Children of alcoholics (COAs) show a consistent risk for greater substance use but also for greater negative life events. These more negative life stressors in part account for COAs'risk for greater substance use perhaps because of the strain they exert on coping resources. Although previous studies examine the intergenerational transmission of stressful life events in COAs, less is known about the intergenerational transmission of coping processes that may be diminished by these stressful life events but also needed to help COAs overcome this risk. We will pursue this question using cutting-edge methods within the Integrative Data Analysis (IDA) framework, permitting the pooling of independent datasets so we can examine an intergenerational pathway across three points in time: a T1 assessment when parents (G1s) are young adults, a T2 assessment when these G1s are parents and their children (G2s) are in late childhood, and a T3 assessment when the G2s are adolescents. We address three aims: (1) To examine the intergenerational transmission of adaptive and maladaptive coping styles in COAs by testing a mediational pathway in which G1s'alcoholism in young adulthood (T1) affects their later coping (T2) and proximally models for their children's (G2s) coping in late childhood (T2) and adolescence (T3);(2) To examine intergenerational stress exposure by testing the mediational pathway in which G1s'alcoholism in young adulthood (T1) predicts more stressful family environments for them and their children in late childhood (T2) and adolescence (T3), accounting for moderating effects of gender and ethnicity;and (3) To examine whether these stress-coping influences account for intergenerational transmission of risk for alcohol, marijuana and other illicit drug use such that (a) G1s'alcoholism as young adults (T1) predicts their children's stressful family environment and maladaptive coping styles in childhood and adolescence (both T2 and T3) and (b) interactions between stress and coping in part account for COAs'greater substance use in adolescents (T3) depending on adolescent gender, ethnicity, and the form of coping. Findings from this study will have broader implications for understanding how coping styles develop across generations as well as the role that these coping processes may play in predicting negative outcomes in a variety of high-risk family contexts.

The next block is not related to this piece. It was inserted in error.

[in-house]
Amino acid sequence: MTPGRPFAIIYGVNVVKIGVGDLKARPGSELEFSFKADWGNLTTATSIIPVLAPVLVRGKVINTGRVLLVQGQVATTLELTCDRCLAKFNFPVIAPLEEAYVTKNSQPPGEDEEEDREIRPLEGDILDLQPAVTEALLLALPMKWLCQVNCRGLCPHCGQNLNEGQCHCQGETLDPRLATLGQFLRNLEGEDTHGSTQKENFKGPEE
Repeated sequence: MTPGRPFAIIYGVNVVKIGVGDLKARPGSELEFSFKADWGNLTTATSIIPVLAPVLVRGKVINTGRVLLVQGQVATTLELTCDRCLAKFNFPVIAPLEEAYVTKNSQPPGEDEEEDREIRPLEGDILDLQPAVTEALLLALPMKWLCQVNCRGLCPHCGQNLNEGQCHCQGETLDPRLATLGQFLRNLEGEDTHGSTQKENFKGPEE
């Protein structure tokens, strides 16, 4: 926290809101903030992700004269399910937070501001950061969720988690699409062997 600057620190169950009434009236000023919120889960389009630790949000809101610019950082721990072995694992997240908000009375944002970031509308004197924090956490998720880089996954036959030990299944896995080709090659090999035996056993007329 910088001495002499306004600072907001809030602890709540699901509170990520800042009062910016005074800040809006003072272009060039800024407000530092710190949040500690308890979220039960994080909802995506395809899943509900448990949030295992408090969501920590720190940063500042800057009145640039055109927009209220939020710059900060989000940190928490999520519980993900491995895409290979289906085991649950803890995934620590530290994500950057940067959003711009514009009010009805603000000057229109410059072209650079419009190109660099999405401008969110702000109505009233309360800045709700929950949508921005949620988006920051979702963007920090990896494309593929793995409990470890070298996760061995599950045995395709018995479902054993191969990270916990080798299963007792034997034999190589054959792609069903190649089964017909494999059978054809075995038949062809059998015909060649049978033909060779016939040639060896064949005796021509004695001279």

This study will investigate the intergenerational transmission of stress, coping, and substance use using advanced quantitative methods through an integrated data analysis. The results of the study will help identify possible targets for preventin that may relate to the perpetuation of substance use problems through generations in families.
|Hussong, Andrea M; Burns, Alison R; Solis, Jessica M et al. (2013) Future directions in the developmental science of addictions. J Clin Child Adolesc Psychol 42:863-73|